As promised, this is the summary post comparing what I think about the recent pho I have consumed. So without further a due, on with the match. On the left, the Vietnamese food with a modern twist with complicated restaurant relations, hailing from Shoreditch Boxpark, Hop-Namo!
On with the match! Ding Ding!
Round One – Packaging
But if the travel back to office is long, then it’s not ideal. The noodles and bean sprouts would have soaked up all the soup and will be mushy and soggy. Especially if like me, you like your soup piping hot. It will be impossible after a blast in the microwave.
Pho took the trouble to package almost all of its pho’s components separately. This is especially handy if you take it home or the journey back to your office is long. But it is an effort to combine all the components together.
So if you want convenience, Hop-Namo’s offering is ideal. But if you have a long journey or intend to save your pho for later, then Pho’s offering is the way to go.
Round 2 – Condiments and Herbage
If you have read my post on the pho from Hop-Namo you would have remembered my astonishment when I found a bright yellow wedge of lemon when I open the pho container. That to me is a faux pas of the highest caliber! It should be lime and never lemon! If lime is unavailable, then one is better off without. Also, Hop-Namo’s version was missing the quinessential basil and mint with just some coriander included. Granted, they did add julienned carrot and daikon besides the expected bean sprouts. But the addition does not augment/enhance the broth’s taste like mint and basil can.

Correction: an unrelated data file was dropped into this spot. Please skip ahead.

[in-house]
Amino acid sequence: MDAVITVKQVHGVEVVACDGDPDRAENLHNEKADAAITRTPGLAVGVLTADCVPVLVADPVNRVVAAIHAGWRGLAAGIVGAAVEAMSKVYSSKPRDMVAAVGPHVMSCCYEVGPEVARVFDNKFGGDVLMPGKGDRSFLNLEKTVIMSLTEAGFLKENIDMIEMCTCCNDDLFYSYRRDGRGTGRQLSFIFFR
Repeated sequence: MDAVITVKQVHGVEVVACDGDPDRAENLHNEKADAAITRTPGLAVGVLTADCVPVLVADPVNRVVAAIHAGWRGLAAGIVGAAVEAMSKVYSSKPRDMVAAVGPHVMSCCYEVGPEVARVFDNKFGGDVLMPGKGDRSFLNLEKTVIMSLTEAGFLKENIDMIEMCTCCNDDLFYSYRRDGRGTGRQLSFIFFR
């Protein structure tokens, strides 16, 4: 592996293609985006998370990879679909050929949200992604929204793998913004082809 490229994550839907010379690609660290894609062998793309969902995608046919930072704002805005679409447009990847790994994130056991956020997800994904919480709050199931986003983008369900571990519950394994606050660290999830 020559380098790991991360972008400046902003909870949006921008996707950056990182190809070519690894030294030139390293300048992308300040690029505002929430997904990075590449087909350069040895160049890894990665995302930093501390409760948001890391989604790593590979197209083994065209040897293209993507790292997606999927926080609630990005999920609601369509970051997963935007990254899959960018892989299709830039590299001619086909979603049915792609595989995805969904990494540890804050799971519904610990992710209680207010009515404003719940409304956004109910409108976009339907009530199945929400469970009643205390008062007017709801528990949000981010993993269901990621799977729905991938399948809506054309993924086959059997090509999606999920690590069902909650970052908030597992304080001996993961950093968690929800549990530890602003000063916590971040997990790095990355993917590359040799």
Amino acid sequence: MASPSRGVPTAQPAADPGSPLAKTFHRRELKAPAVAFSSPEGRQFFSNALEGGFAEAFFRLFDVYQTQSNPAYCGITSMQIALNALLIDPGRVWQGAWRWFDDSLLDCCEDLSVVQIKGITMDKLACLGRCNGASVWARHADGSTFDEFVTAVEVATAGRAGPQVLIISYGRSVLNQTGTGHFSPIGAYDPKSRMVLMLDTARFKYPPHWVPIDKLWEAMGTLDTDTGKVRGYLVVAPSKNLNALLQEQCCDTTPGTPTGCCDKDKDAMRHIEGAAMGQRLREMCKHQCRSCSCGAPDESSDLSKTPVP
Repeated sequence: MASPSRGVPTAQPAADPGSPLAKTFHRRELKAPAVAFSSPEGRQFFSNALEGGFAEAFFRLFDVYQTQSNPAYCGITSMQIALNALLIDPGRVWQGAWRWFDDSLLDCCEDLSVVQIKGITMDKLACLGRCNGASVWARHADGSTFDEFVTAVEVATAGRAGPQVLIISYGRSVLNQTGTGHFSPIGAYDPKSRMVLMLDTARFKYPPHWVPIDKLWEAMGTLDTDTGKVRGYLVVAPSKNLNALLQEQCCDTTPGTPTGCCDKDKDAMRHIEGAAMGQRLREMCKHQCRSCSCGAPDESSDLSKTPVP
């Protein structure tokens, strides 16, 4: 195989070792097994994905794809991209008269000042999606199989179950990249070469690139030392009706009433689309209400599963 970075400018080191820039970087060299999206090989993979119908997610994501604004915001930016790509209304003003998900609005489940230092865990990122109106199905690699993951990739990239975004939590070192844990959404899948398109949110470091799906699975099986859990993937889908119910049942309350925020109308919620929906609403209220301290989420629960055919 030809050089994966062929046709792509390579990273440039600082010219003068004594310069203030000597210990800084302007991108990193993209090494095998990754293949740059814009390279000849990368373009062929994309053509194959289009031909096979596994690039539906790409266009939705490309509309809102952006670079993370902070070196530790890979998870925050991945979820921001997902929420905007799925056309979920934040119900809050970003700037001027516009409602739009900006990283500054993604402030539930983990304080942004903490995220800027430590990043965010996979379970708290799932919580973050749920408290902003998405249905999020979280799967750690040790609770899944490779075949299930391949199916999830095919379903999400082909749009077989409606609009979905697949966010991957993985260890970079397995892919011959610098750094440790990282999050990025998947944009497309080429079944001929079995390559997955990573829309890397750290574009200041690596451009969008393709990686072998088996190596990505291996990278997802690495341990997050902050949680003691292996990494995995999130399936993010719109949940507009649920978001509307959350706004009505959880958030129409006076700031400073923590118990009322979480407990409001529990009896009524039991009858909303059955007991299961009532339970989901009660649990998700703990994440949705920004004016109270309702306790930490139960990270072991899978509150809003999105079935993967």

In constrast, the herbs and condiments that came with the pho from Pho (try saying that ten times, fast!) was generous and of the right variety. Sprigs of mint, basil, coriander, bean sprouts, sliced onion, spring onion, sliced red bird eye chilies and yes, a lime wedge. The herbs as mentioned above were packed separately thus maintaining their freshness. Don’t underestimate the ability of the herbs, As you enjoy your pho, add the herbs gradually and the broth’s taste will alter as you go along.
The clear winner for this round is Pho.
Round Three – Taste
Funny how much the 2 pho look alike when you put both pictures on the same post. But taste wise, they are worlds apart. The entry from Hop-Namo was way too salty, too peppery and lacking the anise and beefiness a pho broth should have. The beef brisket is sliced unevenly and thus some slices are tough and chewy. The beef balls are too peppery and even the attempt at grilling them did not help. The only saving grace is the wide gauge rice noodle they used. Not typical, but I like them.
As for Pho’s version, it was what a classic pho should be. The broth has a right balance of beef and anise flavour yet subtle enough leaving room for you to customise the taste with herbs and sauces. The beef brisket was sliced evenly and the beef balls were nicely seasoned. Only complaint I have is with the thinner gauge rice noodles. They start to break apart making hard to handle with chopsticks. Remember they were packed separately from the broth, can’t image how the noodles will be if left to soak.
Clear winner again, Pho.
I think the results is very clear, Pho win hands down. On hindsight, I should have selected contenders that are closer in caliber to make this a more worthwhile bout. Hope you enjoyed it nonetheless.
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